Corneal epithelial cells function as surrogate Schwann cells for their sensory nerves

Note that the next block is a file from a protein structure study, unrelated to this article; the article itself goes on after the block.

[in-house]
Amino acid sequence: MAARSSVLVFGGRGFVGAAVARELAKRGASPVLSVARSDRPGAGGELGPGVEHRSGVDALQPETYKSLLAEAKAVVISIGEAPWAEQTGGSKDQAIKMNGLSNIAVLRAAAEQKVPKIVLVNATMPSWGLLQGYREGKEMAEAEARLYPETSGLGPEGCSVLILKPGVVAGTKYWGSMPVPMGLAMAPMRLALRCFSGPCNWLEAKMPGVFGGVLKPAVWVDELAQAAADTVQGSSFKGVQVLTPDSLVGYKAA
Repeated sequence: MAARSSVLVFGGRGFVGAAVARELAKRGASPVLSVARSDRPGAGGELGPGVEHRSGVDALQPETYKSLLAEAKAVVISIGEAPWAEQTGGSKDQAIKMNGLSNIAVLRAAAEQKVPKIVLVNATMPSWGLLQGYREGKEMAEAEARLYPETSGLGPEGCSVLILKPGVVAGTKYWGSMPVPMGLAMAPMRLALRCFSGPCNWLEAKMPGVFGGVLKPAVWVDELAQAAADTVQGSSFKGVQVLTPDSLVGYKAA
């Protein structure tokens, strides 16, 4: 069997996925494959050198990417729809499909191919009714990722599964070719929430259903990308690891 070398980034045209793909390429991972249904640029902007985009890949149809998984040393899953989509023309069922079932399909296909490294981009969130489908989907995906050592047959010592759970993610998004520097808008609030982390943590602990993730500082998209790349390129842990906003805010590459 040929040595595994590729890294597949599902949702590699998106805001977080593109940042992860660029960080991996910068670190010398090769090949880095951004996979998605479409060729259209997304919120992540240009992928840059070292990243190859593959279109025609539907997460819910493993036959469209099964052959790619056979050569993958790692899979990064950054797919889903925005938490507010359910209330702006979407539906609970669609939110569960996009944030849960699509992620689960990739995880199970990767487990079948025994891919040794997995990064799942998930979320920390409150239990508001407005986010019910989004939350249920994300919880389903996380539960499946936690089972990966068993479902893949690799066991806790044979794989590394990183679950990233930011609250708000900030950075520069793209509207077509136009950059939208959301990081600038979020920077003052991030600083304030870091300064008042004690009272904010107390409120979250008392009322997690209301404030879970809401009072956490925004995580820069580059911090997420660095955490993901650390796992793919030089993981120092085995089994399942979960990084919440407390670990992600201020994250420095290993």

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The eye is innervated by neurons derived from both the central nervous system and peripheral nervous system (PNS). While much is known about retinal neurobiology and phototransduction, less attention has been paid to the innervation of the eye by the PNS and the roles it plays in maintaining a functioning visual system. The ophthalmic branch of the trigeminal ganglion contains somas of neurons that innervate the cornea. These nerves provide sensory functions for the cornea and are referred to as intraepithelial corneal nerves (ICNs) consisting of subbasal nerves and their associated intraepithelial nerve terminals. ICNs project for several millimeters within the corneal epithelium without Schwann cell support. Here, we present evidence for the hypothesis that corneal epithelial cells function as glial cells to support the ICNs. Much of the data supporting this hypothesis is derived from studies of corneal development and the reinnervation of the ICNs in the rodent and rabbit cornea after superficial wounds. Corneal epithelial cells activate in response to injury via mechanisms similar to those induced in Schwann cells during Wallerian Degeneration. Corneal epithelial cells phagocytize distal axon fragments within hours of ICN crush wounds. During aging, the proteins, lipids, and mitochondria within the ICNs become damaged in a process exacerbated by UV light. We propose that ICNs shed their aged and damaged termini and continuously elongate to maintain their density. Available evidence points to new unexpected roles for corneal epithelial cells functioning as surrogate Schwann cells for the ICNs during homeostasis and in response to injury. GLIA 2017;65:851–863

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